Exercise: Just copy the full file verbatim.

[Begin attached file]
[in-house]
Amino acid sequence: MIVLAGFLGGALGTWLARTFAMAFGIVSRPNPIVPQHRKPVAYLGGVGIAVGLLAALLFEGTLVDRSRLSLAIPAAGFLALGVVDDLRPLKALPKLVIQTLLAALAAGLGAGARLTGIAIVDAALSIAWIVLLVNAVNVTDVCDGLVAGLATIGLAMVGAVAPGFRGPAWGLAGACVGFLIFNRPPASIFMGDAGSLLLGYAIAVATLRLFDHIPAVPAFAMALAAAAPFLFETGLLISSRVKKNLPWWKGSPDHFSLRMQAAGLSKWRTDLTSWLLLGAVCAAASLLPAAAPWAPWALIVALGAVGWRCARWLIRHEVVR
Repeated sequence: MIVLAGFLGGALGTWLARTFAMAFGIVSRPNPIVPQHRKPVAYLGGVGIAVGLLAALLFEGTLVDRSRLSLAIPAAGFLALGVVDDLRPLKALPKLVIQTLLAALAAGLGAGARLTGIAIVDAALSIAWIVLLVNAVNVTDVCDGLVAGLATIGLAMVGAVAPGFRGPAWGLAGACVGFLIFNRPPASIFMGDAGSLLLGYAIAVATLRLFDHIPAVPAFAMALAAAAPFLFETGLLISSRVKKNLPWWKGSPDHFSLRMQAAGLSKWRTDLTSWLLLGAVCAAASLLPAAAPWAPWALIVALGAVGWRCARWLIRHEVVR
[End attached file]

[in-house]
Amino acid sequence: MIVLAGFLGGALGTWLARTFAMAFGIVSRPNPIVPQHRKPVAYLGGVGIAVGLLAALLFEGTLVDRSRLSLAIPAAGFLALGVVDDLRPLKALPKLVIQTLLAALAAGLGAGARLTGIAIVDAALSIAWIVLLVNAVNVTDVCDGLVAGLATIGLAMVGAVAPGFRGPAWGLAGACVGFLIFNRPPASIFMGDAGSLLLGYAIAVATLRLFDHIPAVPAFAMALAAAAPFLFETGLLISSRVKKNLPWWKGSPDHFSLRMQAAGLSKWRTDLTSWLLLGAVCAAASLLPAAAPWAPWALIVALGAVGWRCARWLIRHEVVR
Repeated sequence: MIVLAGFLGGALGTWLARTFAMAFGIVSRPNPIVPQHRKPVAYLGGVGIAVGLLAALLFEGTLVDRSRLSLAIPAAGFLALGVVDDLRPLKALPKLVIQTLLAALAAGLGAGARLTGIAIVDAALSIAWIVLLVNAVNVTDVCDGLVAGLATIGLAMVGAVAPGFRGPAWGLAGACVGFLIFNRPPASIFMGDAGSLLLGYAIAVATLRLFDHIPAVPAFAMALAAAAPFLFETGLLISSRVKKNLPWWKGSPDHFSLRMQAAGLSKWRTDLTSWLLLGAVCAAASLLPAAAPWAPWALIVALGAVGWRCARWLIRHEVVR